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Crete TOURnet: Home Путеводитель History of Crete Roman Period

Roman Period

Roman statue
Roman statue
Crete was a strategic point in the eastern Mediterranean and one that the Roman Empire needed. In 74 B.C. the consul Mark Antony began a campaign against the island, but the Cretans were well-prepared and defeated him at sea. Yet, in 69 B.C., Crete fell to the Romans and was a Roman province until 369 A.D.
Gortyn, which had always been an ally of Rome, became the island's capital. Other important Roman cities existed in Eleftherna, Polirinia, Limin Hersonisou and Aptera. Living conditions slowly improved and the population increased. But the Cretans did not play an active role in the political and cultural activities of the Roman Empire.

Photos of Roman Period:


The Greco-Roman Bridge in Vrises
The Greco-Roman Bridge in Vrises
The site of Gortyn
The site of Gortyn
The Praetorium or palace of the Roman governor, Gortyn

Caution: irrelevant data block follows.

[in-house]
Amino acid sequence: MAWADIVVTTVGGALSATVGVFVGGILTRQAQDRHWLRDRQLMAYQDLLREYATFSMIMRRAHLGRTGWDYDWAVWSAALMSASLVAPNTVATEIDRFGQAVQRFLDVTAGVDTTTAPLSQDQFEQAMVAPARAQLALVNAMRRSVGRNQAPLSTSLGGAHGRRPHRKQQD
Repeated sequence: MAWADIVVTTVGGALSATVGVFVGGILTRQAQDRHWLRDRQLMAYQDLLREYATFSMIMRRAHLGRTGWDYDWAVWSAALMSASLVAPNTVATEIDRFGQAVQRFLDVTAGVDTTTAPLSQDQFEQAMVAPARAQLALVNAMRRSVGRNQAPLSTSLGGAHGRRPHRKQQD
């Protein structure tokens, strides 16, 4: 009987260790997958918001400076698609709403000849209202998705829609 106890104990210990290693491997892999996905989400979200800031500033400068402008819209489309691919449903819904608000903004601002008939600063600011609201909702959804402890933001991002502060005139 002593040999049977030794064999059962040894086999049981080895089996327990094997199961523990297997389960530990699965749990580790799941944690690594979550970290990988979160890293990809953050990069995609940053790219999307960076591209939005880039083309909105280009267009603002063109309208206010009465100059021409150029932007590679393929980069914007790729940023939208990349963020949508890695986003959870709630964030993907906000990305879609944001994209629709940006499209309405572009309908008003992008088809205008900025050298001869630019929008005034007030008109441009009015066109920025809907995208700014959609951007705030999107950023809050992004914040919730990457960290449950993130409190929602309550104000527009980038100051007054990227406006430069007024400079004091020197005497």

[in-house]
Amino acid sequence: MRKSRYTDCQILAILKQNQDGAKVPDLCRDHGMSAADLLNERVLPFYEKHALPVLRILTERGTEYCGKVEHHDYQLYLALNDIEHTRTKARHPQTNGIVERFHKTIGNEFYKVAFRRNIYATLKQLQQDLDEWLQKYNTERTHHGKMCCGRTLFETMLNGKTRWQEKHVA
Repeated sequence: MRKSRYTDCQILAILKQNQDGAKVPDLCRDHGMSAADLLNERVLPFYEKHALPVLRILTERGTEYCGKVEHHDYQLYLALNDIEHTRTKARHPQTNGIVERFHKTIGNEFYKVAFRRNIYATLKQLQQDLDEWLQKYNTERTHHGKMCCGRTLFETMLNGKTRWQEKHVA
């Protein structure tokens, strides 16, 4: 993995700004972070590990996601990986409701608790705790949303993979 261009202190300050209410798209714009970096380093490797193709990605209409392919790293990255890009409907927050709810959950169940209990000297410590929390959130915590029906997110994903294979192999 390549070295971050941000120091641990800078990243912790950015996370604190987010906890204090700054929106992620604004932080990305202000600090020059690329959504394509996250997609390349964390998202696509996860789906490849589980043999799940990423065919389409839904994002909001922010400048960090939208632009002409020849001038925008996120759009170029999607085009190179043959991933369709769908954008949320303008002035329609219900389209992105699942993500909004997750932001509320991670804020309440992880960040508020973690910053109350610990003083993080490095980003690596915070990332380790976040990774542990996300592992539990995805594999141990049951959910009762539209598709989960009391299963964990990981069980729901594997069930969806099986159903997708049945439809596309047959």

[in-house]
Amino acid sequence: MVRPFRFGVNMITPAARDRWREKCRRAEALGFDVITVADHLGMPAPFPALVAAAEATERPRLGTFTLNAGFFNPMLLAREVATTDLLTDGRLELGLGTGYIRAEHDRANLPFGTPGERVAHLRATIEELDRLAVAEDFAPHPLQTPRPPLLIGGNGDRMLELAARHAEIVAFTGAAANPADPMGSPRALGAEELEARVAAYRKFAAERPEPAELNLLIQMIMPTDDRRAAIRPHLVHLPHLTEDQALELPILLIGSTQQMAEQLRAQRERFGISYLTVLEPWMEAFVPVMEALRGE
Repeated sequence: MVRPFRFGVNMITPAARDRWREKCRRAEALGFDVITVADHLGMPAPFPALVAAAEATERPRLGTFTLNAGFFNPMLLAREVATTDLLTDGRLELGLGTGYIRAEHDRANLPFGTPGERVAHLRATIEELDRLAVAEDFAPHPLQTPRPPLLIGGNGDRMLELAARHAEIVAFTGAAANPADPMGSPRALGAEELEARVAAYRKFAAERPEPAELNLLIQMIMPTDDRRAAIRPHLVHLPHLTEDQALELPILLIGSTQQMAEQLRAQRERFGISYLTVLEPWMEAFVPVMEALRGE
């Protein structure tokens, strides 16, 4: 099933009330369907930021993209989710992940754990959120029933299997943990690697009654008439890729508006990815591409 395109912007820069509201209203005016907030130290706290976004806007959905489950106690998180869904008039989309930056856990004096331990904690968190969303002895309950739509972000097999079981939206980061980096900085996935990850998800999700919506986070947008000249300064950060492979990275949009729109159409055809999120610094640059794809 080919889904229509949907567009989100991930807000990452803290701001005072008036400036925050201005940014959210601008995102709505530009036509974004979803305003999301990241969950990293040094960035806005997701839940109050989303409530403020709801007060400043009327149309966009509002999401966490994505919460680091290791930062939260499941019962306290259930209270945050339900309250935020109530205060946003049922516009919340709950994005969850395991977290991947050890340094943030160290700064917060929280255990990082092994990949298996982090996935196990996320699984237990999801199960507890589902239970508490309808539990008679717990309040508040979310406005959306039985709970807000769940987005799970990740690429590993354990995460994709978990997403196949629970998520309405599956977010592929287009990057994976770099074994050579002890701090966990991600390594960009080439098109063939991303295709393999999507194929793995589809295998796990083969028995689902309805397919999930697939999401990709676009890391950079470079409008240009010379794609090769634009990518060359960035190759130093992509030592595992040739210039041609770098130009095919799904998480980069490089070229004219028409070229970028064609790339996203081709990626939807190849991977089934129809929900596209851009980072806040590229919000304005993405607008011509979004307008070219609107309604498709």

The Praetorium or palace of the Roman governor, Gortyn
Roman cisterns in Aptera
Roman cisterns in Aptera
Wreathed head and obol of Charon from the Potamos cemetery, (1C A.D.)
Wreathed head and obol of Charon from the Potamos cemetery, (1C A.D.)
Mosaic floor from a private home now in the museum of Chania
Mosaic floor from a private home now in the museum of Chania
Greco-Hellenistic harbour remains, Limin Hersonisou
Greco-Hellenistic harbour remains, Limin Hersonisou
The Roman tower and aqueduct in the village of Polirinia
The Roman tower and aqueduct in the village of Polirinia
Roman statue
Roman statue